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What Is California’s Equal Pay Act and Does it Impact Me?

November 16, 2020 Legal Team

Wage inequality is a form of workplace discrimination, and while it is illegal on both a state and federal level in California, wage gaps continue to persist to this day. The good news is that recent California legislation has improved the rights of women workers across the state by strengthening laws that make it illegal to pay unequal wages for the same job based on sex.

Timeline of California’s Equal Pay Laws

The state has been working toward establishing gender-specific equal pay laws for decades now. California’s first Equal Law Act was enacted back in 1949; as part of Labor Code section 1197.5, the legislation provided that:

“No employer shall pay any individual in the employer’s employ at wage rates less than the rates paid to employees of the opposite sex in the same establishment for equal work on jobs the performance of which requires equal skill, effort, and responsibility, and which are performed under similar working conditions.”

Because of the vagueness and lack of specifications within the law’s wording, many employers were able to find loopholes in order to pay women less than their male counterparts while avoiding lawsuits. According to the Institute for Women’s Policy Research, women were still making about 80 cents for full-time, year-round work compared to every men’s dollar earned at work in 2015.

Recent Amendments to the Equal Law Act

California’s Equal Pay Act was amended by former Governor Jerry Brown in 2015 and the Fair Pay Act went into effect on January 1, 2016. The new bill replaced certain terms that were previously used by employers to justify wage gaps between men and women. Now, workers must have their work viewed as a whole to determine if equal pay is legally required, with such factors including:

  • Seniority
  • Merit
  • The measure of earnings by quality or quantity of production
  • Any other valid or “bona fide” factor other than sex

Essentially, the new law ensures that those who perform “substantially similar work” are paid equal wages. When viewed as a whole, factors that will be looked at when determining if the work is substantially similar include:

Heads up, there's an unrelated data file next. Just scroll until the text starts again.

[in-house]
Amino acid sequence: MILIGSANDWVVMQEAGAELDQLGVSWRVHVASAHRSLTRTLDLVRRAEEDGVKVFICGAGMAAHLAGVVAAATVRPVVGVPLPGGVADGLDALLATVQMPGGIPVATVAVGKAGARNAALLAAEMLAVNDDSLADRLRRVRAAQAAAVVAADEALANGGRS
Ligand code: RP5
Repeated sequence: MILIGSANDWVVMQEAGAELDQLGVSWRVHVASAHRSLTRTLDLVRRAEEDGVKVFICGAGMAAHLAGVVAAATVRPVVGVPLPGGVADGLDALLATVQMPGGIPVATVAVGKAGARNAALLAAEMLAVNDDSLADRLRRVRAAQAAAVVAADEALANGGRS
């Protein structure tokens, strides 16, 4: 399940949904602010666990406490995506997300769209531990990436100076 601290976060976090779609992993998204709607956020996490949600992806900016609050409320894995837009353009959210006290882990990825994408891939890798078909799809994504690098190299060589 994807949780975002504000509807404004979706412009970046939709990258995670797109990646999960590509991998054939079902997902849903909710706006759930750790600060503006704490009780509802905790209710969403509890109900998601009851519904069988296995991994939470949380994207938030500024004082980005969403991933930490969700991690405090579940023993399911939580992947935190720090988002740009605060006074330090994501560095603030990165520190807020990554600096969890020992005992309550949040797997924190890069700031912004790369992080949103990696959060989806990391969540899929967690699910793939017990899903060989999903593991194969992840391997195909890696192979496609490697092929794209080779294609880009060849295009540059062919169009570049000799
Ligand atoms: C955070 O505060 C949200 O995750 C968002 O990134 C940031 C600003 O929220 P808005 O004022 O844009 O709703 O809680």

• Skill
  • Effort
  • Responsibility
  • Working conditions

Fair wage protections were expanded even more as the bill removed the “same establishment” clause from the original Equal Pay Act, which meant that men and women only had to be paid equally at the same physical workplace. Now, employers must pay men and women the same amount not just at the same workplace but at any location for the same job.

One of the last prominent changes to the Equal Pay Act makes it illegal for employers to retaliate against workers who discuss, disclose, or inquire about their wages or their co-workers’ wages.

How to Prove an Equal Pay Act Violation

According to the amended Equal Pay Act, employers must affirmatively demonstrate that any wage discrepancies between men and women performing the same job are based on one of the factors we listed above (seniority, merit, production-based work, or a “bona fide factor”).

California’s newest changes to the Equal Pay Act make it much more difficult to use the defense that a woman is making less than a man who is performing the same job for a “bona fide factor other than sex.” Now, this defense is only applicable if the wage differential was a “business necessity.” In other words, the defense cannot be used if the business could serve its same purpose without having sex-based differences in wages.

Protecting Your Rights to Equal Pay

If you believe that your rights under California’s Equal Pay Act have been violated, you have the right to file a claim against your employer—but it’s important to act fast. You have two years from the date of the violation to pursue legal action; if the violation was intentional, you have three years to file.

The sooner you talk to an attorney about your rights, the better chance your attorney will have at preserving the evidence needed to prove that you were paid unfairly based on your sex. Ultimately, employers who are found to be in violation of the Equal Pay Act will be responsible for paying the employee damages for:

  • The difference in wages
  • Interest
  • An equal amount as liquidated damages
  • The cost of attorney and legal fees

At Aegis Law Firm, we believe what the law holds to be true: all workers, no matter their sex or gender, should be paid equal wages for the same work. Our Orange County employment law attorneys are ready to stand in your corner and protect your rights until the very end.

For dedicated and experienced legal representation in your corner, call us at (949) 379-6250 or complete an online form today.